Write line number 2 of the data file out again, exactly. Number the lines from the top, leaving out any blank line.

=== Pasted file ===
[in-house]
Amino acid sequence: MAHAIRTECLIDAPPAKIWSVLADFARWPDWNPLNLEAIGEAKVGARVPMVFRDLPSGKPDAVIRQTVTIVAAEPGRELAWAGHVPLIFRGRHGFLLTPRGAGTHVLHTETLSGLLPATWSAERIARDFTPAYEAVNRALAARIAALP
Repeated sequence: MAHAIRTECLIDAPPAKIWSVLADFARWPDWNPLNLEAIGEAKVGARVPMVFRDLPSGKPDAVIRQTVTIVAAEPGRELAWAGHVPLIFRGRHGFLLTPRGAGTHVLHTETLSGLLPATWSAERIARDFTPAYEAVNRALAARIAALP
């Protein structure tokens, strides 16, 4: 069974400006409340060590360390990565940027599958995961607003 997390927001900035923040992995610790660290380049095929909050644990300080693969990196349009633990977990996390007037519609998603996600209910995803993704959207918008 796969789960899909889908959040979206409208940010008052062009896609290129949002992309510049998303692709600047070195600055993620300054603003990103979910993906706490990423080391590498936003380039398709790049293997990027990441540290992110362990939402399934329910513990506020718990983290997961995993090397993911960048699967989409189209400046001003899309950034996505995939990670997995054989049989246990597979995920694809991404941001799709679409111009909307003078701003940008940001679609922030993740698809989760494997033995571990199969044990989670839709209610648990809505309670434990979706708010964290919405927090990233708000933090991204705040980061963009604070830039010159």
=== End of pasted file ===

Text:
Amino acid sequence: MAHAIRTECLIDAPPAKIWSVLADFARWPDWNPLNLEAIGEAKVGARVPMVFRDLPSGKPDAVIRQTVTIVAAEPGRELAWAGHVPLIFRGRHGFLLTPRGAGTHVLHTETLSGLLPATWSAERIARDFTPAYEAVNRALAARIAALP